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Thankuni Pata Bata and Drink

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Thankuni Pata Bata - Mandukaparni/Brahmi Booti Paste
Centella asiatica Bengali: থানকুনি Thankuni
Sanskrit: Mandukaparni
In Bangladeshi cuisine Thankuni bata is eaten with rice and is popular for its medicinal properties.
s Thankuni Pata Bata recipe mandukaparni brahmi booti Centella asiatica

By Barnali Dutta
Published 12/19/2013

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Paat Pata Bhaja - Jute Leaves

Paat Pata Bhaja - Jute Leaves

Paat/Nalte pata (Jute Leaves) by Barnali Dutta dated 01/08/2014

A very popular bitter taste Indian recipe.

Botanical Name: Corchorus capsularis L. and C. olitorius L.
Family: Tiliaceae.

"Jute leaves(পাট পাতা)"
PAAT/JUTE TREE named as Jute mallow is a very nutritious leafy vegetable, rich in iron, protein, calcium, thiamin, riboflavin, niacin, folate, and natural dietary fiber. It has a long history and a variety of names. First cultivated in Egypt. Mulukhiyyah is an Egyptian national dish which is widely popular now in Lebanon and various countries of today’s African continent, Arabian countries, and in Philippines It is also called Saluyot. Each region has its own version. Japan has been importing dry jute leaf from Africa and they are using it as the substitute for coffee and tea. In Europe, jute leaves are being used as soup . It is rather bitter and when boiled the resulting liquid is a thick one, the texture becomes similar to okra thus prompting the name 'Bush okra". When harvested young, jute leaves are flavorful and tender while older leaves tend to be more woody and fibrous making them less ideal for consumption.

Cleopatra’s Secret Wrinkle Buster!! Jute has been grown for food since 6000 B.C. and was reportedly eaten by Cleopatra for its health and beauty benefits.(reference has been taken from www.antiaginghacks.com)

In India, it is locally known as:
Bengali: nalta sag or shaak, Nalita or Koshta.
Assamese: Titamara, Pata or Marapata.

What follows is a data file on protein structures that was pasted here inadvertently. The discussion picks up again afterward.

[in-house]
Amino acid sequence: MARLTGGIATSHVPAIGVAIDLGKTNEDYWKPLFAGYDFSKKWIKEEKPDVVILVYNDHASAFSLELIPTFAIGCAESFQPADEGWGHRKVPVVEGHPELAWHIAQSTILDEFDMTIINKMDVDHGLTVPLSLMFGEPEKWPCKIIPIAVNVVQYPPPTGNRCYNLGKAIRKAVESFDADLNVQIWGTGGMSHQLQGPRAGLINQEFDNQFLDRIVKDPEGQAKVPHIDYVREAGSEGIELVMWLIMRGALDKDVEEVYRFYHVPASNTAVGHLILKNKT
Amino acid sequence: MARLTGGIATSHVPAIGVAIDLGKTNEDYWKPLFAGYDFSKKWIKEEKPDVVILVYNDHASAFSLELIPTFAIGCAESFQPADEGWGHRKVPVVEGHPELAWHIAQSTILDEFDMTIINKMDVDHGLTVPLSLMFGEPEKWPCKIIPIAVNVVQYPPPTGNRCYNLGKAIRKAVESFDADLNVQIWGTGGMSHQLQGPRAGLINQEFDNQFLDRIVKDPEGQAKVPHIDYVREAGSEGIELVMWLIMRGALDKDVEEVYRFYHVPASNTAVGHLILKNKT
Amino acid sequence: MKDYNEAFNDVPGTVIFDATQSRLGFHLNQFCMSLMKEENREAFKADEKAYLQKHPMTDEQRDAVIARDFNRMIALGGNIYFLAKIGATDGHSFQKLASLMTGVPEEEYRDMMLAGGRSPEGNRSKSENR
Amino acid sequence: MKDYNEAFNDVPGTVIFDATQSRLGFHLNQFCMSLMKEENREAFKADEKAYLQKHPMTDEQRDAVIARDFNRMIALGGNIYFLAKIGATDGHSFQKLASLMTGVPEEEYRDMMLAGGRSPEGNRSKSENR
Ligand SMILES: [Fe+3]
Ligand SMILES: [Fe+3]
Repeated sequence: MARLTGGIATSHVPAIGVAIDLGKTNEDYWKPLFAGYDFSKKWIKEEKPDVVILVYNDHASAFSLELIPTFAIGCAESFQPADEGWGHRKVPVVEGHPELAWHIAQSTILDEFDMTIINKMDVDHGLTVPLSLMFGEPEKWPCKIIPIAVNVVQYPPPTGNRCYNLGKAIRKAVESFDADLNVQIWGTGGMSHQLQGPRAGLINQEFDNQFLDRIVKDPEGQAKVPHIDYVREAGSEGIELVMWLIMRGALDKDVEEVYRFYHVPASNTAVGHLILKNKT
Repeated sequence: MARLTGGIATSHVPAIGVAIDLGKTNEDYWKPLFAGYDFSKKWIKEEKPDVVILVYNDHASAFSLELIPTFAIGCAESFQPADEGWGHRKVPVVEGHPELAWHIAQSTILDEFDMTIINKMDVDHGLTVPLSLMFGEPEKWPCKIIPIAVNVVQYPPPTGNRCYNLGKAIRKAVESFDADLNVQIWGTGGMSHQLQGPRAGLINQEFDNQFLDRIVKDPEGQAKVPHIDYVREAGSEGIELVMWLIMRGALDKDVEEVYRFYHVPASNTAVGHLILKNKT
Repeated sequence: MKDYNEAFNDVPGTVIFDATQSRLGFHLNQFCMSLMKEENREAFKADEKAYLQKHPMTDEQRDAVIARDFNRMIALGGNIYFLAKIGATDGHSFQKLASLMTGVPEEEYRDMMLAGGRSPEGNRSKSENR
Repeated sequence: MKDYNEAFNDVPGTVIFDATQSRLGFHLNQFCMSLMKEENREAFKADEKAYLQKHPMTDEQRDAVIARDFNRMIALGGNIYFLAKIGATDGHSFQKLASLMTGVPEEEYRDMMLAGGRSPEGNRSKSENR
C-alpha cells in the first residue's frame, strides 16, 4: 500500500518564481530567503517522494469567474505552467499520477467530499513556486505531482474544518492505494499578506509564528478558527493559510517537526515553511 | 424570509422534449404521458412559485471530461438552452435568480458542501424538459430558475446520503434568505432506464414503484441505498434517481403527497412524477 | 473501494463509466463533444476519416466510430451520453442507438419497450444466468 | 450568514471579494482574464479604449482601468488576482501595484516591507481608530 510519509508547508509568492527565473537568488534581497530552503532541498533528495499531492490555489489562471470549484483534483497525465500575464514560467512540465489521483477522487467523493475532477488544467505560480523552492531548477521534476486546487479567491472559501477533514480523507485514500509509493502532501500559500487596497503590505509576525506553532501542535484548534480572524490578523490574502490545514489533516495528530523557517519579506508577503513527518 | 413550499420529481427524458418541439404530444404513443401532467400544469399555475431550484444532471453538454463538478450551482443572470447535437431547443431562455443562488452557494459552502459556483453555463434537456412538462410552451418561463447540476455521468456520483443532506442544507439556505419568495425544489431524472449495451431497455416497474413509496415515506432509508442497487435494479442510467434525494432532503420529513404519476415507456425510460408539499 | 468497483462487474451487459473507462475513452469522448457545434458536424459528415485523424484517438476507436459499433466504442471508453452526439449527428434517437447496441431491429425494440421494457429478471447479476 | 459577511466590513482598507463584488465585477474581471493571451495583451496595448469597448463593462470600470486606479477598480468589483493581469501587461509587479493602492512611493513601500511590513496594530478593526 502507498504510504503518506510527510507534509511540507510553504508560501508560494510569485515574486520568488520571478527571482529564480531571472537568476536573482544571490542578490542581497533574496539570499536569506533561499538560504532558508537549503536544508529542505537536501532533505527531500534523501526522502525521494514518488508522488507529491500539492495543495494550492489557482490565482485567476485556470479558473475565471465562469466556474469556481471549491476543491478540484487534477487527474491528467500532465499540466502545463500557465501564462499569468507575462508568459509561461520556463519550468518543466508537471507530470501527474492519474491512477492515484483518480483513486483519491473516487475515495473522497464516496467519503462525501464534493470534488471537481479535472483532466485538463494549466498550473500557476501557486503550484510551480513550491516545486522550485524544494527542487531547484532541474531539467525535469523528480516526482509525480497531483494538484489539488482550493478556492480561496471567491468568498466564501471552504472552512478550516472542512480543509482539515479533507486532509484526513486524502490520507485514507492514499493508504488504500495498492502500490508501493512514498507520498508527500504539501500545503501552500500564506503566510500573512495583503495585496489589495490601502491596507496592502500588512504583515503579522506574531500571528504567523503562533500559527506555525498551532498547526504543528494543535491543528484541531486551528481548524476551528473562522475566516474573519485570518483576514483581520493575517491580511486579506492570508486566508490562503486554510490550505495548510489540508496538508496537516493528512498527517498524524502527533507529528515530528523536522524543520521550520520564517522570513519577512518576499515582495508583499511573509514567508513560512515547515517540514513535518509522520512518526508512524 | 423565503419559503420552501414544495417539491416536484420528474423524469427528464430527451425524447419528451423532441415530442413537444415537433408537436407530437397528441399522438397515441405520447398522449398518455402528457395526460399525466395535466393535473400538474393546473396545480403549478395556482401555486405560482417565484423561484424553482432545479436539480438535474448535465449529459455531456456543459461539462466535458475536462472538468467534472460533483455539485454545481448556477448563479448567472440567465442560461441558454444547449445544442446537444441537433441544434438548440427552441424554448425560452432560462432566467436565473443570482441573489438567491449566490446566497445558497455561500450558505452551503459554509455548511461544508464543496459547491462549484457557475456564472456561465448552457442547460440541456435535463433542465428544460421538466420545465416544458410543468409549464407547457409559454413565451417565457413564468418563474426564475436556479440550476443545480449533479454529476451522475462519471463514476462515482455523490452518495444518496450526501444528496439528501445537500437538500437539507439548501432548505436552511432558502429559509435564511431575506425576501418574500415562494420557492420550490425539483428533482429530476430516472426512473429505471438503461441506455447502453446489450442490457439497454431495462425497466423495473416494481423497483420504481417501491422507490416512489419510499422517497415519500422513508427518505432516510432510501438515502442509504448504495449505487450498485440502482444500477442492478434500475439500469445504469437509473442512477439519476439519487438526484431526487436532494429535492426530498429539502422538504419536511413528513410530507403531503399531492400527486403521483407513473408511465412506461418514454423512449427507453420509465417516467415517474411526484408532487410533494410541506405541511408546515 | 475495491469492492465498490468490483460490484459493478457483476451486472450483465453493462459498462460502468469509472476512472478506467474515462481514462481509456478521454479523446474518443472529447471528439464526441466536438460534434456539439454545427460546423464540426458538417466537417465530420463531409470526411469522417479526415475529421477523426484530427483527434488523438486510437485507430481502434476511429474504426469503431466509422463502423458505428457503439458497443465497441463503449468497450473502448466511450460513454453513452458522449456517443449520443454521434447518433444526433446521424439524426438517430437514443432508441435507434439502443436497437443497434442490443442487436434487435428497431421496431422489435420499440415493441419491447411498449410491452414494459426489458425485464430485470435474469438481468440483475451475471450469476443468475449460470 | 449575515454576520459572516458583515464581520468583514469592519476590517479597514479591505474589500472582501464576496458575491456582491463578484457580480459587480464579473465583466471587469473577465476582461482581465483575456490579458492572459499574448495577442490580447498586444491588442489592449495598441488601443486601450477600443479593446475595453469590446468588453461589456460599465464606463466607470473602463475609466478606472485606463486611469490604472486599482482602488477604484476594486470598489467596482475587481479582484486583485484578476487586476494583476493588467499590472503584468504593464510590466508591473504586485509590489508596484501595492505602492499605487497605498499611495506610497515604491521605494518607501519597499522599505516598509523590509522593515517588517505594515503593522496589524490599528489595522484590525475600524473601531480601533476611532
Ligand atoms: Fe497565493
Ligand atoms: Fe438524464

Oriya: Jhot, Jhout, Jhuta or Toria.
Hindi: Chiench, Janascha, Narcha, Singhin, Pat, Titapat, or Jute.
Sanskrit: Cancu, Kalasaka, Nadibhanga, Nadika, Patta or Singgika.
Telugu: Janapanara.
Gujarati: Bor Chhunchi.
Kannada: Sanabu, Chinchala Gida, Chunchala Gida or Kinikini Beeja.
Marathi: Kurru Chantz, Chaunchan, Choche, Kulichi Bhaaji, Taankal Joot, Banpat or Tupkati.
Tamil: Piratti-Kirai or Naruvalli.
Telugu: Parinta or Janumu.

This Prakrit versified sloka found in "Prakrit Paingalam" described 'bengalees' one of the favorite traditional (shanaton) feast.

"Prakrit Paingalam pg 216"

The meaning of this verse in Bengali is
"কলাপাতে ওগরা ভাত (ফ্যানা ভাত), তাতে গাওয়া ঘি, দুধ,
মৌরলা মাছ ও নালিতা শাক - কান্তা দিচ্ছে পুণ্যবান খাচ্ছে"

Paat pata (পাট পাতা) is a favorite dish during the months of summer, especially in Sambalpur and the western part of Odisha. Usually it is lightly sautéed and eaten along rice. A traditional meal invariably begins with a khar (a group of bitter dishes) in Assam, Xôkôta is one of them, preparation made with dry jute leaf.

This is a simplest Bengal village type recipe for a regular Bengali meal. Many other variations may be there, I made it as pure regional Bengal household likes it, not like a bora or pakora.

Ingredients for Paat pata bhaja recipe

  • Jute leaf (পাট পাতা) whole about 2 to 3 per head,(preferably dried leaves)
  • 1 tsp kala jeera/nigella seeds
For the binder:
  • 2 tbsp rice powder
  • 1 tbsp flour
  • 1 tsp salt
  • A pinch of sugar to balance the taste
  • 1 tbsp oil

Method:

  1. For this recipe dried leaves are best. It can be made with fresh leaves also. Wash the leaves gently without damaging them and drain thoroughly.
  2. Mix the binder with minimum water. Sprinkle kala jeera (nigella seeds) in the mix. The water of wet leaves will be sufficient to stick the binders to the leaves.
  3. Do not chop the leaves, put the whole leaf in to the binder mix, and take care that the leaves do not get crushed or too much damaged otherwise it will become slimy.
  4. In the meanwhile put a flat tawa or nonstick fry pan on heat for shallow fry.
  5. Wet your fingers with water. Take leaf one by one. Do not be tempted to add more binder. It will just be enough to stick to the leaves and will keep the flavor of jute leaf. The leaf will just be quite visible. Now fold the whole leaf once and press them so that they stay flat.
  6. Now shallow fry with 1 tbsp oil in the batches.
  7. Do not turn the leaf until its done on one side. It can be moved easily with a spoon then.
  8. Turn the leaves and let it be for a few minutes. The leaves and the binder will become crunchy slight black and green in color.
  9. Serve with white steamed rice and raw green chili (optional). Perfectly cooked leaves can be crushed over rice.


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